Zuma marries a fourth wife

2012-04-21 07:26

President Jacob Zuma married his fourth current wife last night, marking the sixth time the 70-year-old has tied the knot.

“Zuma yesterday married Bongi Ngema at a traditional ceremony known as umgcagco at his home in Nkandla, KwaZulu-Natal,” his office said.

“A wedding reception will be held this evening, and today there will be the umabo, where the bride showers the groom’s family with gifts.”

The bridal party took part in a traditional Zulu celebratory dance after tying the knot in Zuma’s rural home village where the leader’s other recent marriages have featured him dancing in leopard skins with a warrior’s shield.

The couple has a seven-year-old son and the businesswoman and long-time fiancée joins Zuma’s three other wives to become one of four first ladies with all spouses attending Friday’s marriage, the presidency said.

The wedding is Zuma’s third in just over four years and the second since coming to power in 2009 as the country’s first president with multiple wives, something that is legal under liberal post-apartheid laws.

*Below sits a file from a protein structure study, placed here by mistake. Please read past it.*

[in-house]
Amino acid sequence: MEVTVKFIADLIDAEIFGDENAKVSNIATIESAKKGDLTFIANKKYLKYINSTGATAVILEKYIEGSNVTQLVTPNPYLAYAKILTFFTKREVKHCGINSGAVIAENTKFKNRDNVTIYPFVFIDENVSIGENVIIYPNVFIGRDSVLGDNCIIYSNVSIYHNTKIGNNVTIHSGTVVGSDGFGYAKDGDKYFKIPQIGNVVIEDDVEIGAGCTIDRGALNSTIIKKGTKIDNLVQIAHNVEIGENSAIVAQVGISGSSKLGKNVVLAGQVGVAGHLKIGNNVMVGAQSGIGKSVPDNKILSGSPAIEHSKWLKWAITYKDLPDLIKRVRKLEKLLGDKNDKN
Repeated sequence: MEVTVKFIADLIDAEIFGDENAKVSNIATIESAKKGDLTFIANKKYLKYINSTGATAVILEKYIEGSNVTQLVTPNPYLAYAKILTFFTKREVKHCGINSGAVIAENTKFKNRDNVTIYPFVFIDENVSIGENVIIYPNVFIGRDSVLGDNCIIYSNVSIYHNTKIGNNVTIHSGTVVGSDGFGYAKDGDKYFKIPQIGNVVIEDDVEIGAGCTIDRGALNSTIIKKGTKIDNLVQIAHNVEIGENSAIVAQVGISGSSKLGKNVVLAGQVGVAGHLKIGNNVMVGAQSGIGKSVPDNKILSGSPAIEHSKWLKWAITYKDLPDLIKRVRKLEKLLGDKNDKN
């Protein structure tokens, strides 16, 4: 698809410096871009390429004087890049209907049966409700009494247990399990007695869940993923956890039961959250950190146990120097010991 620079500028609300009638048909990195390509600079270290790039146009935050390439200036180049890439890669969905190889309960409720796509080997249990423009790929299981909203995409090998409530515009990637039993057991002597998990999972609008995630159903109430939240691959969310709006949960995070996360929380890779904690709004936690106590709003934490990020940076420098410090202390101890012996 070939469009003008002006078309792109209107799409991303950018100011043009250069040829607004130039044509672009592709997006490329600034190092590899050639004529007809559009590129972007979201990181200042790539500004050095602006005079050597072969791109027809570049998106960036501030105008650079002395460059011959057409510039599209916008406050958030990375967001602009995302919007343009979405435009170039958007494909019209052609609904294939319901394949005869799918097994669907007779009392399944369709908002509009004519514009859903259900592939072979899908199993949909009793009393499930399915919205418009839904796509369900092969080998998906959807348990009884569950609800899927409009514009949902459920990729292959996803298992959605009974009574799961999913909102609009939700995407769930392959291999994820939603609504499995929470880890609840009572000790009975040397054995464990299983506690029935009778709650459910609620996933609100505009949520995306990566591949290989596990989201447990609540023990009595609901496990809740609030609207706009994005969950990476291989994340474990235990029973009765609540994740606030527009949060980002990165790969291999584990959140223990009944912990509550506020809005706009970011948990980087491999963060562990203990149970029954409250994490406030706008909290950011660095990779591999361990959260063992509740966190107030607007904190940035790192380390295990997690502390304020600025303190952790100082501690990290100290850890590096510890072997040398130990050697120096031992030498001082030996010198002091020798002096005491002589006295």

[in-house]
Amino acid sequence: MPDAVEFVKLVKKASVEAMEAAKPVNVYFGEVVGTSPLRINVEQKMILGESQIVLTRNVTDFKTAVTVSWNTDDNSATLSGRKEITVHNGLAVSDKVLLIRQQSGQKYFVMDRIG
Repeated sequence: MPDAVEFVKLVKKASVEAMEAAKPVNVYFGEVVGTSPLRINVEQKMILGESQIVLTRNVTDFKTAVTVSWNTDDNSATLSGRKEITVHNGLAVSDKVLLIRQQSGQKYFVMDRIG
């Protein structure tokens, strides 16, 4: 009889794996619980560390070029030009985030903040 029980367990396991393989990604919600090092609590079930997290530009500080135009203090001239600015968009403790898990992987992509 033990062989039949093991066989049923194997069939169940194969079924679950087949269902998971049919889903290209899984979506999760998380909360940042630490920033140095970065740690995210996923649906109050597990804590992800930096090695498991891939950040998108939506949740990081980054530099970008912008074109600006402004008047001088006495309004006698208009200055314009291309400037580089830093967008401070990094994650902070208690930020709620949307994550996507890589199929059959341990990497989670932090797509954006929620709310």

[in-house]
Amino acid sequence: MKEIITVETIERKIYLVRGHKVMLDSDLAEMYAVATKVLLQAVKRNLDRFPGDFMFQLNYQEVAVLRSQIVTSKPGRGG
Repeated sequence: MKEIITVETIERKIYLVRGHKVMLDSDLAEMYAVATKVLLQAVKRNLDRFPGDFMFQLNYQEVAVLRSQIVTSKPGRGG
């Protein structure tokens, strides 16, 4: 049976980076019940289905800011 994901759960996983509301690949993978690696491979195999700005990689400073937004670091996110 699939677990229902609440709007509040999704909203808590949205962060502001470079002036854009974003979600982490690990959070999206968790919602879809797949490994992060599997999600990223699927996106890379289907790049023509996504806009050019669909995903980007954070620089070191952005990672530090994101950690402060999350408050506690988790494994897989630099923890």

In all, he has married six times. One of his wives has died, and another – Home Affairs Minister Nkosazana Dlamini-Zuma – divorced him.

With the state having to nearly double the spousal budget to more than R15.5 million after he took office, the presidency has stressed that Zuma will pay for the weekend celebrations and that his wives live in private homes.

South Africa has no legally defined “First Lady” but their benefits include a personal secretary and researcher, domestic and international travel, equipment, and a daily allowance during official trips.

“The new Mrs Zuma had already been part of the spousal office machinery in terms of administrative support so there will be no changes due to the wedding,” said the statement.

The wives have no specific roles or responsibilities but they are expected to support the president at state and official functions, with Ngema accompanying him to France last year.

While legal, polygamy is becoming less popular in South Africa where modernity and Western lifestyles have taken root.

A survey in 2010 found that nearly three-fourths of South Africans disapprove of polygamy. Among women, 83% disapproved.

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